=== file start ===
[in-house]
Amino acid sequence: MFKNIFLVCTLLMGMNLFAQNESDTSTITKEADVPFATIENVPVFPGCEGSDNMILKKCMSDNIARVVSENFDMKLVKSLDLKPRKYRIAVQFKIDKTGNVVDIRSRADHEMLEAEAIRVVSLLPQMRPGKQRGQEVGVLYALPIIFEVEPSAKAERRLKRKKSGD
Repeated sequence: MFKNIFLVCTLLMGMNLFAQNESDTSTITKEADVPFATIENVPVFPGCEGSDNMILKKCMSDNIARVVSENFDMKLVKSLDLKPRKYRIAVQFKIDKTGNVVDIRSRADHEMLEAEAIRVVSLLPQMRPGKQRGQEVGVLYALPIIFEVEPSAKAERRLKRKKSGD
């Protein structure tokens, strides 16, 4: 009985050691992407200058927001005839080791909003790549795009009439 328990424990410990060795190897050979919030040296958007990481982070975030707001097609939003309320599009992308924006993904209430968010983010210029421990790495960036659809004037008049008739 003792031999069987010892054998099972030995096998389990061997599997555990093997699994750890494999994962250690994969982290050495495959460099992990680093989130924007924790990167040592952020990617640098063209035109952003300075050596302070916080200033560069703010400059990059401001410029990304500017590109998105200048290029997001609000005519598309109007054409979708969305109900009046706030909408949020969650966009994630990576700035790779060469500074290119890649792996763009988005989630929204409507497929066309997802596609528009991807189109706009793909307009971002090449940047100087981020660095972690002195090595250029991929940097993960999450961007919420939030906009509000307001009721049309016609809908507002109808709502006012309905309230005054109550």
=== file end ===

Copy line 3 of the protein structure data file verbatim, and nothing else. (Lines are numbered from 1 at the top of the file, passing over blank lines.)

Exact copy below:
Repeated sequence: MFKNIFLVCTLLMGMNLFAQNESDTSTITKEADVPFATIENVPVFPGCEGSDNMILKKCMSDNIARVVSENFDMKLVKSLDLKPRKYRIAVQFKIDKTGNVVDIRSRADHEMLEAEAIRVVSLLPQMRPGKQRGQEVGVLYALPIIFEVEPSAKAERRLKRKKSGD